Saturday morning’s sunrise had beautiful phases of color and texture. Here’s image #4:
Archive for September, 2010
They still creep in sometimes.
Those dark tentacles, those poisonous appendages of the declawed monster that once held me in its unyielding grip.
Nobody sees the invisible fingers as they snake up from my subconscious, ascending like smoke to cloud the mind and darken the spirit.
“You really are worthless,” they whisper. “Your life is a waste…it’s all for nought.”
Fainter than before, but still in earshot, the corrosive chant of “Failure…” echoes dimly from the recesses.
There’s a twisted logic at times to the irrational accusations, and an unfortunate affinity that the poison-thoughts find in the despair-shaped spaces of my soul (which they once occupied unopposed). Having lost its grip on my spirit, depression does not give up the field readily when there is a fresh opportunity for battle, a new opening for psychological warfare.
As the sun exists to spread light and joy, so the poisoners have only one intent – to drag down and smother. To isolate, and wear down with threatening clouds of angst.
There can be only one response. A decisive, defiant slamming of that basement door. Opening the windows, letting the tendrils of smoke drift away, while attending to people and things that matter (and if you’re not “there” yet, able to do battle – Get Some Help).
They had enough of my time. No more. Begone.
Twenty-two years ago today, he emerged – bluish-grey, not breathing, making his feverishly-paced entrance in the world via emergency C-section.
Nate was our first-born, and for a first-time Mom and Dad, it was a scary and shaky start.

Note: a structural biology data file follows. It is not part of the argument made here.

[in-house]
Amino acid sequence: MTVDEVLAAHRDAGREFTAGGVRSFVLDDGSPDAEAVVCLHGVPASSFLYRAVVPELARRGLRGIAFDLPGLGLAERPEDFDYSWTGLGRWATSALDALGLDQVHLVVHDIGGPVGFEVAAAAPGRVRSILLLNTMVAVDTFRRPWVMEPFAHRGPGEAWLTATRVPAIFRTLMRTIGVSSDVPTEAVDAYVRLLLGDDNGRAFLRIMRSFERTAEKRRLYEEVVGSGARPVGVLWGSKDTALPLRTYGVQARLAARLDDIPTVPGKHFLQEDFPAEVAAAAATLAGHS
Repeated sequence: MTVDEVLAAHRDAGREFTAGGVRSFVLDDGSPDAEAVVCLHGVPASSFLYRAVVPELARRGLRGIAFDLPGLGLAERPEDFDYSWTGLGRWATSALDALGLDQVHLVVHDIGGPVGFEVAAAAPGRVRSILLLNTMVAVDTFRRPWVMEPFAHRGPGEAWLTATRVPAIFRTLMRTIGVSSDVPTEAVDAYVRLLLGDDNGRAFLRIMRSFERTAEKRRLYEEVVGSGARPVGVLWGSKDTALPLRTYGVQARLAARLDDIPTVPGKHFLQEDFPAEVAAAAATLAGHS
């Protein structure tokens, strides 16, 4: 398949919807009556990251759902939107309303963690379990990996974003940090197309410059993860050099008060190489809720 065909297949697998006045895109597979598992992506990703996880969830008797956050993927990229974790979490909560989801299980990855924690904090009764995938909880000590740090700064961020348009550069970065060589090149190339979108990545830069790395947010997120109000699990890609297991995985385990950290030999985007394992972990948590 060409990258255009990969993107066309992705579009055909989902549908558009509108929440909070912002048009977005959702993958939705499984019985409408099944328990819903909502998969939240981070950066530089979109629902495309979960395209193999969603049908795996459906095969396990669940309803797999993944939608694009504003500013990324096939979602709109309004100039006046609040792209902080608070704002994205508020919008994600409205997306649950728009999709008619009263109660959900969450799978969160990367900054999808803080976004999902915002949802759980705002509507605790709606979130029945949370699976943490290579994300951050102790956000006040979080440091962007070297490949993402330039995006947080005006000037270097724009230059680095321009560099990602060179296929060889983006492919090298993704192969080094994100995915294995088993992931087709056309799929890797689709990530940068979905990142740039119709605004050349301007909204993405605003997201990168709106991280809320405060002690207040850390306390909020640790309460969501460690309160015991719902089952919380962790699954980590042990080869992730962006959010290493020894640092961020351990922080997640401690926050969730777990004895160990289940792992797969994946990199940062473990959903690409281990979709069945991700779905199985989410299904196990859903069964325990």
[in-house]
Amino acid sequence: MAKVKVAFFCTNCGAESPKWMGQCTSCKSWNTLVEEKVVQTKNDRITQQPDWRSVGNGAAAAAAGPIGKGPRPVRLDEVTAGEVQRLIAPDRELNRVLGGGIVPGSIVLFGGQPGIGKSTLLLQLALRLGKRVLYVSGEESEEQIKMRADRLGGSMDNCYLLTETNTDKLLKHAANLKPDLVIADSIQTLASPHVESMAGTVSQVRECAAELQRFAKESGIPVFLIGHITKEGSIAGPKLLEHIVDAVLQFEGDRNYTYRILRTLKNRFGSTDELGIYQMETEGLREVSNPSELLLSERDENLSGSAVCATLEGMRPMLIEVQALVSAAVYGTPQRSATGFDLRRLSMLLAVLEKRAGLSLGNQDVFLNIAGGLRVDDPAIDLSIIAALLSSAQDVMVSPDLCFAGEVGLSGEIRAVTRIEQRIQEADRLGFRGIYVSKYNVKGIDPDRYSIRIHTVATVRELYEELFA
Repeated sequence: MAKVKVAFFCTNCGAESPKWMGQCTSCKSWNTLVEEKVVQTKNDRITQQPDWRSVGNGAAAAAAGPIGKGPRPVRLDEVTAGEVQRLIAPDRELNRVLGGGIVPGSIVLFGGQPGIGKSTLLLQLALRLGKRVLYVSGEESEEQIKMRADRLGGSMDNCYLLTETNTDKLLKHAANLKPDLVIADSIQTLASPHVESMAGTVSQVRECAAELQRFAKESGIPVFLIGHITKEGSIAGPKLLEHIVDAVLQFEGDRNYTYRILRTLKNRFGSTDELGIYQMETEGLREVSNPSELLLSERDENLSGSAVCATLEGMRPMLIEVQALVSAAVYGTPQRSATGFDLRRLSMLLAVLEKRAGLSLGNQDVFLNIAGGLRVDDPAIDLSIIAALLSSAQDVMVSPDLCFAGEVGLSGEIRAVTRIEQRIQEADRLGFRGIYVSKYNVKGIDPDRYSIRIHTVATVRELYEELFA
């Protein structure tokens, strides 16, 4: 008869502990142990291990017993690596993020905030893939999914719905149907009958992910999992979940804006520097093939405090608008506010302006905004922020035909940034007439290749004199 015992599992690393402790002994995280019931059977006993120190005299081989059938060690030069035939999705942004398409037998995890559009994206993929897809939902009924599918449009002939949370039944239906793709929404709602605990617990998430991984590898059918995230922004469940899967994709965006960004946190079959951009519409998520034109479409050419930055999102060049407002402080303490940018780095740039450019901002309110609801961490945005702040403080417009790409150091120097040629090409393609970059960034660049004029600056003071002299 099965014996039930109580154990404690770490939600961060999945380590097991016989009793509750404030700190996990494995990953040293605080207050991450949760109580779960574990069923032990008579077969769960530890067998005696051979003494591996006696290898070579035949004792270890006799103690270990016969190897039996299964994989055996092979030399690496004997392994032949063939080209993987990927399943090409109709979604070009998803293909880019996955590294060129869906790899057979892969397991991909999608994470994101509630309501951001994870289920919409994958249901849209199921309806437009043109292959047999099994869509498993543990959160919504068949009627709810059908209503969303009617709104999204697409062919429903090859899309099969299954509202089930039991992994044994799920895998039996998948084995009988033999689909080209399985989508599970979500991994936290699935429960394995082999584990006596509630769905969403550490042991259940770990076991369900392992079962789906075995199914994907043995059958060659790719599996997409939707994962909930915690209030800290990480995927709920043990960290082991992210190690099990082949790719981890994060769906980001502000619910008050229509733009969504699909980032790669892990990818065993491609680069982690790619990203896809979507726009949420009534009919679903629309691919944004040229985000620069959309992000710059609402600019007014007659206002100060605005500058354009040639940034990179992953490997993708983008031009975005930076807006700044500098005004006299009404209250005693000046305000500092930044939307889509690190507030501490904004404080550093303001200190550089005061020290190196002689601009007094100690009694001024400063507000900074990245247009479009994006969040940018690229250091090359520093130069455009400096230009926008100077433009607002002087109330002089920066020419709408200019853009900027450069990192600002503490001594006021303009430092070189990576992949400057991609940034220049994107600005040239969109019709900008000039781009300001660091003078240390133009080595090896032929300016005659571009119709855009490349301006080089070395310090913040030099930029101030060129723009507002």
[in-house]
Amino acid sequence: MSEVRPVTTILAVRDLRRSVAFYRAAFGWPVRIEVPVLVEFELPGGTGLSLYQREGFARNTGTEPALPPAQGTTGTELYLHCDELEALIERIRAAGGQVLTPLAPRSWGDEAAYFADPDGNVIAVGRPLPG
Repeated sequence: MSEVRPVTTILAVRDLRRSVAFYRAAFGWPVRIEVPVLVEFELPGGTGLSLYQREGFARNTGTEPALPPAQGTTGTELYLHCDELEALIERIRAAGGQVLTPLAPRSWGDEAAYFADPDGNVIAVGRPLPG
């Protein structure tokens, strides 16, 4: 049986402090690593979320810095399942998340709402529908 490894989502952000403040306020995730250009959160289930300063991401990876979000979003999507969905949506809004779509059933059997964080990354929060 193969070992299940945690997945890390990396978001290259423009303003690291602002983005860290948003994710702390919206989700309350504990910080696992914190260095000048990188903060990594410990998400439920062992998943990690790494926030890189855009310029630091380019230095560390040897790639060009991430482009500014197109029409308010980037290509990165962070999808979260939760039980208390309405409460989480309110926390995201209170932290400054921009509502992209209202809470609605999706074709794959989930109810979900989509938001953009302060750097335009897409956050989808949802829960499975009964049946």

Now we sit together with a beer and watch college football games on Saturday afternoons. And for someone who had a near-death entry into life, Nate turned out pretty normal (I say “pretty normal” because he is, after all, a Woodruff)!
As a first-born governed by inexperienced parents, we had our rough patches, of course – one main reason being that he was wired with a creative soul, and his practical and structured parents took forever to understand that he lives on a different wavelength. First it was music, then it was film…tangible evidence of his giftedness. Nate’s creative ears and eyes emerged early on as his strong suit.
As parents, you become keenly aware of each child’s makeup – weaknesses and strengths – and as Nate got deeper into the teen years, a new and surprising strength came to the fore – a growing ease with people. Neither of his parents are particularly outgoing, but Nate (and his next-in-line brother, Dave, now a Marine) both became very easygoing with people. Generous, tuned-in, and fiercely loyal.
Yes, parents are to teach and mold their kids. But then you find out that you’re destined to learn from them as well. It’s a secret bonus.
Now, we have adult conversations. We’ve come to understand and respect one another in deeper ways. For Dad, standing beside a grown-up son while grilling and shooting the breeze is immensely rewarding. At 2 and at 7 and at 12 and at 17, it’s full-on shepherding and supervising. I wasn’t the most relaxed Dad at the time. But now, it’s time to fire up the smoker in anticipation of his birthday party, and smiling at the thought of his company. Because I not only love Nate, I like him, too!
Happy birthday, son!